Thanks to a beautifully written post on The Idle Woman, I took myself off to the Royal Academy yesterday to see the exhibition ‘Bronze’. On the bus to the station, I was reading Philo the Jew, as you do. Well, no, no one normal does that (more’s the pity), but this was research. Having discussed courage in his book On Virtue, Philo goes on:
We must now proceed in due order to consider that virtue which is more nearly related to piety, being as it were a sister, a twin sister, namely, humanity, which the father of our laws (Moses) loved so much that I know not if any human being was ever more attached to it. (Philo, 1st century AD).
On the train, oh, the pleasures of Kindle, I turned to the newly purchased book by Francine Prose, Reading Like a Writer, and in one short hour rediscovered my love of literature. Yes, of course, all writers should read, but is it just me or do historical novelists end up reading far more history than fiction? Up to my eyes in Romans and Celts, not to mention Philo, I haven’t got time to read Katherine Mansfield or Virginia Woolf or anything ‘out of period’. But the aptly named Prose is a great writer and soon had me resolving to read completely out of period and get my sentences tuned up. She has many magnificent quotations from modern literature to study and analyse. One of them, from Philip Roth, whom I have never read, was this:
But who is set up for the impossible that is going to happen? Who is set up for tragedy and the incomprehensibility of suffering? Nobody. The tragedy of the man not set up for tragedy — that is every man’s tragedy. (Philip Roth: American Pastoral).
Clearly the theme for the day, established by 11am, was ‘humanity’. Humanity is, after all, what literature has to offer us. All those stories of all those human beings, meeting things we may meet, things we hope never to meet.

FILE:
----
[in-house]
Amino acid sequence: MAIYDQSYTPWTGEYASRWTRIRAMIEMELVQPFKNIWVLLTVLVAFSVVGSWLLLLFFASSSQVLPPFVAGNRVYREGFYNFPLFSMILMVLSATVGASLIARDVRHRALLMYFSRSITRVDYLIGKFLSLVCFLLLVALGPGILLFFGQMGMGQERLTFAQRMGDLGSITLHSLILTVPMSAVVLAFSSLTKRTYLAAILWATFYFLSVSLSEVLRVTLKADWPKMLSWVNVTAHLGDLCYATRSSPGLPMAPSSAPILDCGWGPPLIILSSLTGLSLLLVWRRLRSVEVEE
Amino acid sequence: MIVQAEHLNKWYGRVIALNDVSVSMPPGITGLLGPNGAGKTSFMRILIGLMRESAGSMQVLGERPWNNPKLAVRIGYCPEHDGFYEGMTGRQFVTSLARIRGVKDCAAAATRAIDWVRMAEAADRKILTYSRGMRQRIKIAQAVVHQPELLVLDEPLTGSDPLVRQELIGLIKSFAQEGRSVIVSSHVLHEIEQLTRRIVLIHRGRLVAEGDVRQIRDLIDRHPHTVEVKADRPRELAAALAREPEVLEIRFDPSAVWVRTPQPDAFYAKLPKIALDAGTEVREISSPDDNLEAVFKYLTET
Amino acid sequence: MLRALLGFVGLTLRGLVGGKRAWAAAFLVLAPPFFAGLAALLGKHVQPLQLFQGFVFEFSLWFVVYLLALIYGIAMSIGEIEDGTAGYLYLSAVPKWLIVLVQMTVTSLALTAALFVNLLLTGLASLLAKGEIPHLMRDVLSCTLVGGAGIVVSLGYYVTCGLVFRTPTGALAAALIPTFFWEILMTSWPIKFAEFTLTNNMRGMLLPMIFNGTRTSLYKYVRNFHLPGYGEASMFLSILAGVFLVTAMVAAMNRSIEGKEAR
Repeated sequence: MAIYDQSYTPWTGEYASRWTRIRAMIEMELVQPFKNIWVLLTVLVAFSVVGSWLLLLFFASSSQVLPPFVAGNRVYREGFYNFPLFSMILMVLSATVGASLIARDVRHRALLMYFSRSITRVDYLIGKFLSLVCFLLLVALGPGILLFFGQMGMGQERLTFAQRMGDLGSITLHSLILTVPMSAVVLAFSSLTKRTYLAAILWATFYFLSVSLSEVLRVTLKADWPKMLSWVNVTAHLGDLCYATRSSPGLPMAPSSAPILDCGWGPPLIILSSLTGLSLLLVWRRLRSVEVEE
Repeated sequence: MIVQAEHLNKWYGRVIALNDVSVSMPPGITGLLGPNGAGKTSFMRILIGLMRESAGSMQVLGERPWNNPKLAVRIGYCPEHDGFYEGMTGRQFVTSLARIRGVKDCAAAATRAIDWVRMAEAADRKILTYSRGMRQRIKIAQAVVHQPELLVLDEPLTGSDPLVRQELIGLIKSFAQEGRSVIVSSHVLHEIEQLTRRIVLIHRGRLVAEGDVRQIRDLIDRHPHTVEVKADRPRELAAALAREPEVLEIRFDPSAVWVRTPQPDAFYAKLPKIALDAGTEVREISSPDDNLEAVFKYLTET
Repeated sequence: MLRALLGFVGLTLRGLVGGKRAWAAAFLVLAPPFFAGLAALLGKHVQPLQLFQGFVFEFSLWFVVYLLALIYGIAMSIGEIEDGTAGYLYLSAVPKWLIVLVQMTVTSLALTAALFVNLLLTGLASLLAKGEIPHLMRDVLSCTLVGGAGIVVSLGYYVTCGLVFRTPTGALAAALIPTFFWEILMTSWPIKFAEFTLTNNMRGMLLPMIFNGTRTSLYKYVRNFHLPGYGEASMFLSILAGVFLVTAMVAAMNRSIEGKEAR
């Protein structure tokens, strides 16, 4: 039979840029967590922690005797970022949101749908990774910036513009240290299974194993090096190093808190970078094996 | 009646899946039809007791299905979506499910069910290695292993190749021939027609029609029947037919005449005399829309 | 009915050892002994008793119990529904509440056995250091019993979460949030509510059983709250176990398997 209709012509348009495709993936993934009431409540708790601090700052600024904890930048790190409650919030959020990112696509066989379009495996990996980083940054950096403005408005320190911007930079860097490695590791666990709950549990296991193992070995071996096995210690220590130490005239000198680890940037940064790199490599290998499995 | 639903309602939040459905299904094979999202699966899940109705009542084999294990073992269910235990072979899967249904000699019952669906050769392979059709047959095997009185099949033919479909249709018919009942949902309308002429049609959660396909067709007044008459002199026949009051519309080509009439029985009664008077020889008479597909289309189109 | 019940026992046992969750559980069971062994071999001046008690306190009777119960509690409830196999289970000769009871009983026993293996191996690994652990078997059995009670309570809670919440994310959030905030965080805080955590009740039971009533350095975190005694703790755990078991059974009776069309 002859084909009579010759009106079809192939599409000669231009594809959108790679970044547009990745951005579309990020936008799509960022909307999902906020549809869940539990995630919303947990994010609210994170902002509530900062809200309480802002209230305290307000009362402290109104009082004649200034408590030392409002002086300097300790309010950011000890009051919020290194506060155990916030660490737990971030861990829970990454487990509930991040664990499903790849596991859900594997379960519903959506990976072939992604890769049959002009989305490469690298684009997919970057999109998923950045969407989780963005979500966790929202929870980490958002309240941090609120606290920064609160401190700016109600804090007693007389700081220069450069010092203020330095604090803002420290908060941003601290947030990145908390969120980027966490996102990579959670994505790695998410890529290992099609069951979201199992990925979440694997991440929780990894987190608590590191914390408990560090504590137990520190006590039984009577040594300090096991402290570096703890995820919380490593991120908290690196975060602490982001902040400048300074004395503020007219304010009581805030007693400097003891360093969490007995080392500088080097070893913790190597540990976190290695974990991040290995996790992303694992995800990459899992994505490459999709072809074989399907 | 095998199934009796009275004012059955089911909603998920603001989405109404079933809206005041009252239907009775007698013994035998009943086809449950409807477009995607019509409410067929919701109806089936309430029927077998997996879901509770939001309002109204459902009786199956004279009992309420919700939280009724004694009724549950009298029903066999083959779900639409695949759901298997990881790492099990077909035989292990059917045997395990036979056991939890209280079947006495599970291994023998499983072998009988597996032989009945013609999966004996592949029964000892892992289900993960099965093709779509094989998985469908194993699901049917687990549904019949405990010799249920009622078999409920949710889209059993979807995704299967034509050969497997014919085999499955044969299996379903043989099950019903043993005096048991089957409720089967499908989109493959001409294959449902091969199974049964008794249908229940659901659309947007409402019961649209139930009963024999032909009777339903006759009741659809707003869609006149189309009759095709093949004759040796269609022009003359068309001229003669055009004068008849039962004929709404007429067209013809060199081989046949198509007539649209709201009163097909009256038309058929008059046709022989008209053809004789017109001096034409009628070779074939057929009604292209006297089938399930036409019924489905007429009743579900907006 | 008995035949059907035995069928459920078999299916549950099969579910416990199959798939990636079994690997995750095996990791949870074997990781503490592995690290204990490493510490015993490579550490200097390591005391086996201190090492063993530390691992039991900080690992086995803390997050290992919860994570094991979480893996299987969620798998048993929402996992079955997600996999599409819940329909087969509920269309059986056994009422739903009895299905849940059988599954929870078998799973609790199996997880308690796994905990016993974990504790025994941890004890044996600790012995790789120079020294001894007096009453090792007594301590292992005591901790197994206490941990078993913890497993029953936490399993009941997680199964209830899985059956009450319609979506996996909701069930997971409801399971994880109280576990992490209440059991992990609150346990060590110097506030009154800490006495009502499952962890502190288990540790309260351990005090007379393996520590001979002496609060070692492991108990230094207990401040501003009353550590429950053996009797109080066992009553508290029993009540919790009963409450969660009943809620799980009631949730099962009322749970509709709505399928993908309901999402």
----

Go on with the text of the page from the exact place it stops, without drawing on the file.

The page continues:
And so to the RA. What, people have been asking, can they possibly do to follow the David Hockney exhibition? Here’s the answer – a display of bronzes throughout time and culture. Almost at once I was baffled by the arrangement. Where was the usual tour beginning in misty antiquity, going through the classical world, medieval Europe, Renaissance, the Boring Age to our own denatured times? Everything was muddled up and arranged according to broad categories: Gods, Heads, Objects.
It was like the Pitt Rivers Museum here in Oxford, where you can find Eskimo lace next to Welsh Miner’s whalebone carvings. It’s completely creative to have all your anticipations deconstructed. You are freed to see anew and to spot the preposterous judgements in yourself even as they arise: ‘Good heavens, they could do this in the fourth millennium BC?’ (Naughty RA to succumb to the PC requirement that we rename our eras BCE and CE).
It soon becomes evident that we have been capable of great art since the beginning and, further, that there is almost nothing between ancient and modern. It is all the same brilliance and genius.